What makes Carytown one of Richmond’s greatest places? What could make it better?
Inspired by Michael Bierut’s 100 Day Project, 100 Days to a Better RVA strives to introduce and investigate unique ideas to improving the city of Richmond. View the entire project here and the intro here.
- Idea: A locally owned hotel, a second anchor, and a “Richmond Walk of Fame” in Carytown.
- Difficulty: 2 — The “Richmond Walk of Fame” would be easy and cheap. The hotel on the other hand…
Carytown is one of the distinct assets that defines Richmond. The area houses fascinating retail, a wide variety of restaurants, and a cultural anchor in the Byrd Theatre–but Carytown oozes with potential to be even better. In addition to adding two-way streets, Carytown could add a locally-owned hotel, at least one more “anchor,” and a “Richmond Walk of Fame.”
The Delmar Loop in the University City part of St. Louis is the most impressive American walkable shopping district in the vein of Carytown I’ve seen. The American Planning Association named it “one of the 10 great streets in America,” and it offers a few valuable ideas for Carytown.
A locally-owned hotel
Joe Edwards, “The Duke of Delmar”, deserves plenty of credit for the revitalization of the area. His most impressive addition is the Moonrise Hotel: an urban hotel in the heart of the Delmar Loop with a small footprint but a big personality. Its rooftop bar, first floor restaurant, and event space keep it busy with weddings and other events while patrons book rooms for getaways, vacations, and nights after concerts at the neighboring venue.
A small locally-owned hotel that walks the line between classy, understated, a destination, and gaudy would be the perfect addition to Carytown. The Moonrise Hotel was partially financed by the New Markets Tax Credit Program which recently expired, but there are other tax credits available to incentivize development, and the city could help with permit logistics.
The Comfort Suites is the closest hotel to Cary Street.1 At over a mile away, it misses out entirely on walkable access to one of Richmond’s biggest destinations. The ability to host a family reunion, wedding after-party, or Bat Mitzvah reception in Carytown would benefit residents of Richmond and businesses in the neighborhood.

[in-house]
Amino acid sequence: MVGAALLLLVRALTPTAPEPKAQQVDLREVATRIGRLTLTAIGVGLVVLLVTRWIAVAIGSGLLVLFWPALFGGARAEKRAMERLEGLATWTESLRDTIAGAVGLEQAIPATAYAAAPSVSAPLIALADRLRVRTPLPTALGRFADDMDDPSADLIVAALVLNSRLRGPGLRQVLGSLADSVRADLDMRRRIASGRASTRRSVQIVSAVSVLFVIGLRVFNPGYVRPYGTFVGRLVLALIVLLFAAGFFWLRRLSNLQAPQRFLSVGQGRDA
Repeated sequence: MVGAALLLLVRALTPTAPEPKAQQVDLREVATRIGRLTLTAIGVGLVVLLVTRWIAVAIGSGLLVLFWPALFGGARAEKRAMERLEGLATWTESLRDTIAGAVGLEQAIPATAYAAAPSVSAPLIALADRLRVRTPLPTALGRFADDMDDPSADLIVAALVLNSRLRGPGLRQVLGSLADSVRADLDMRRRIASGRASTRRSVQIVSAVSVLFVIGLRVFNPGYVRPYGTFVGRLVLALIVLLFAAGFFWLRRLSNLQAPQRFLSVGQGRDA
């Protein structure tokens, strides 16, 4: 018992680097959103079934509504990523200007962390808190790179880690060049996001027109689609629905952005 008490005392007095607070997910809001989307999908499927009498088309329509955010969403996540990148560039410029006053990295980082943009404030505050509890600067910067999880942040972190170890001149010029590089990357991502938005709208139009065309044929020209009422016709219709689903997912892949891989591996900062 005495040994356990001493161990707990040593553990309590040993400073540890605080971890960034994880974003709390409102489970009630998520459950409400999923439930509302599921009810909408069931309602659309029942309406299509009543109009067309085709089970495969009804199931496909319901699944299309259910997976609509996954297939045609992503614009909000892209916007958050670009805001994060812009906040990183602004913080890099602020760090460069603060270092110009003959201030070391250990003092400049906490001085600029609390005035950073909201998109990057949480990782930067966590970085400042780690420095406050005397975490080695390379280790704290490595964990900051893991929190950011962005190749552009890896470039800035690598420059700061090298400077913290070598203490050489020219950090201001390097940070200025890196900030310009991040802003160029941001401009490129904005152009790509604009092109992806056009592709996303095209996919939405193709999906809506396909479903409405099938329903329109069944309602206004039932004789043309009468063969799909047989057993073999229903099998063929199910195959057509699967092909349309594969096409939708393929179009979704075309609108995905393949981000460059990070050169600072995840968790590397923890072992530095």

Carytown’s charm and value stems from its unique and diverse stores, but outside of the Byrd Theatre what are its cultural anchors? In addition to lacking a hotel, the area lacks a music venue, an effective outdoor gathering space, or non-dining place with that “it factor.”
The Delmar loop has the Tivoli Theatre (a 1924 movie theatre), Pin-Up Bowl (a small bowling lounge), The Pageant (a great music venue), and Blueberry Hill (a restaurant where Chuck Berry plays a monthly gig). Carytown doesn’t need to explode, but a small music venue or a quirky duckpin bowling alley on the west end of the area could strengthen the geographic identity while adding a great asset.
Richmond Walk of Fame
Almost all of Carytown’s aesthetic is derived from the facades of its buildings. Its design, streets, rushing cars, lack of green space, and surface parking do little to enhance its role as a walkable destination. The Delmar Loop, while dealing with many of the same shortcomings, has taken a few steps to enhance the walkable areas.
The St. Louis Walk of Fame which was founded in 1988 has more than 140 brass stars and informative plaques honoring St. Louis greats along the Loop. The list of inductees includes Maya Angelou, Bob Costas, Miles Davis, and many, many more.
Stars strike me as too derivative of Los Angeles, but Richmond could build a walk with brass inlays of the bateau boatmen or the Richmond skyline. Inductees would have to be nominated but could include John Marshall, Maggie L. Walker, Oliver Hill, Edgar Allen Poe, Arthur Ashe Jr., Ralph Sampson, and others.
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Planning always needs to find a balance between organic and design. Carytown’s draw stems from its organic feel and unique offerings. A hotel, second anchor, and “Richmond Walk of Fame” could enhance the area and strengthen its identity without adding another chain, another grocery store, or another parking lot.
Photo by: jimmy_ray
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